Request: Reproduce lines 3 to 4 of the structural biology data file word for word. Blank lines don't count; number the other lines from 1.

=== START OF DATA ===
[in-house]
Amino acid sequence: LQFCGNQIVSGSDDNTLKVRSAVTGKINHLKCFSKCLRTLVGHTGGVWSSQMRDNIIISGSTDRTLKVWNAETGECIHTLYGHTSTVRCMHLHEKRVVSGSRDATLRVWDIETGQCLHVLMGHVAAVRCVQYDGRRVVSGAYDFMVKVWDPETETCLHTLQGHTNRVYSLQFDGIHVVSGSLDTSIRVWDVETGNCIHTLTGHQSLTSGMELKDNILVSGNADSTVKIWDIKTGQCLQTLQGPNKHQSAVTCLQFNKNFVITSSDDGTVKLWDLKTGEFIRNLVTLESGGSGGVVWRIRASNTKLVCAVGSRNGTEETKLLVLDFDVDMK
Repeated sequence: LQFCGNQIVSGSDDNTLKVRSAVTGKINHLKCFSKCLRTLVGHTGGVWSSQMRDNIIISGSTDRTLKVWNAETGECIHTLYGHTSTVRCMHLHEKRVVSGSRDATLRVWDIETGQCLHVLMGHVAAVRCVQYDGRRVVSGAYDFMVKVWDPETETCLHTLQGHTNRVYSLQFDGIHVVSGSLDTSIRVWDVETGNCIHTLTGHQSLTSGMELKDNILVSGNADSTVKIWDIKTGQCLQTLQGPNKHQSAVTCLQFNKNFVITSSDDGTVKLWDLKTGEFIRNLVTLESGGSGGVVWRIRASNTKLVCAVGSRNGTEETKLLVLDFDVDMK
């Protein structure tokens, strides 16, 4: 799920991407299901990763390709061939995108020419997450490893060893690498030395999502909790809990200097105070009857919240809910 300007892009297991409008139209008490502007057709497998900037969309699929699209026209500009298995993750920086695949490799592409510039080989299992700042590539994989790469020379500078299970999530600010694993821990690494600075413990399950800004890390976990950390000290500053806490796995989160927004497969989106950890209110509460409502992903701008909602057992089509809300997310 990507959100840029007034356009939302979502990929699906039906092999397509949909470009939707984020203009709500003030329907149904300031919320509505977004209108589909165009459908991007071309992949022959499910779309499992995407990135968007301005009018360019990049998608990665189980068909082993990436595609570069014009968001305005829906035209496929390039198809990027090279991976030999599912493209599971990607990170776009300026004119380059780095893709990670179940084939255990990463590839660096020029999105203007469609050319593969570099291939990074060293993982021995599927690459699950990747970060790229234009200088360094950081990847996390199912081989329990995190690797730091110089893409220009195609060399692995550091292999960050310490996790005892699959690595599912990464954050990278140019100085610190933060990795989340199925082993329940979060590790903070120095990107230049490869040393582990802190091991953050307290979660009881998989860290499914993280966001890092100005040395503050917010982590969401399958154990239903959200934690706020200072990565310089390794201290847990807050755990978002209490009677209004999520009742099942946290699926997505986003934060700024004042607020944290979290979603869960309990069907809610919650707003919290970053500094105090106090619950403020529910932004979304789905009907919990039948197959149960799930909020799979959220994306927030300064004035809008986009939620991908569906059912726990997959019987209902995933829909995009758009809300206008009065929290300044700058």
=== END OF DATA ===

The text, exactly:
Repeated sequence: LQFCGNQIVSGSDDNTLKVRSAVTGKINHLKCFSKCLRTLVGHTGGVWSSQMRDNIIISGSTDRTLKVWNAETGECIHTLYGHTSTVRCMHLHEKRVVSGSRDATLRVWDIETGQCLHVLMGHVAAVRCVQYDGRRVVSGAYDFMVKVWDPETETCLHTLQGHTNRVYSLQFDGIHVVSGSLDTSIRVWDVETGNCIHTLTGHQSLTSGMELKDNILVSGNADSTVKIWDIKTGQCLQTLQGPNKHQSAVTCLQFNKNFVITSSDDGTVKLWDLKTGEFIRNLVTLESGGSGGVVWRIRASNTKLVCAVGSRNGTEETKLLVLDFDVDMK
């Protein structure tokens, strides 16, 4: 799920991407299901990763390709061939995108020419997450490893060893690498030395999502909790809990200097105070009857919240809910 300007892009297991409008139209008490502007057709497998900037969309699929699209026209500009298995993750920086695949490799592409510039080989299992700042590539994989790469020379500078299970999530600010694993821990690494600075413990399950800004890390976990950390000290500053806490796995989160927004497969989106950890209110509460409502992903701008909602057992089509809300997310 990507959100840029007034356009939302979502990929699906039906092999397509949909470009939707984020203009709500003030329907149904300031919320509505977004209108589909165009459908991007071309992949022959499910779309499992995407990135968007301005009018360019990049998608990665189980068909082993990436595609570069014009968001305005829906035209496929390039198809990027090279991976030999599912493209599971990607990170776009300026004119380059780095893709990670179940084939255990990463590839660096020029999105203007469609050319593969570099291939990074060293993982021995599927690459699950990747970060790229234009200088360094950081990847996390199912081989329990995190690797730091110089893409220009195609060399692995550091292999960050310490996790005892699959690595599912990464954050990278140019100085610190933060990795989340199925082993329940979060590790903070120095990107230049490869040393582990802190091991953050307290979660009881998989860290499914993280966001890092100005040395503050917010982590969401399958154990239903959200934690706020200072990565310089390794201290847990807050755990978002209490009677209004999520009742099942946290699926997505986003934060700024004042607020944290979290979603869960309990069907809610919650707003919290970053500094105090106090619950403020529910932004979304789905009907919990039948197959149960799930909020799979959220994306927030300064004035809008986009939620991908569906059912726990997959019987209902995933829909995009758009809300206008009065929290300044700058």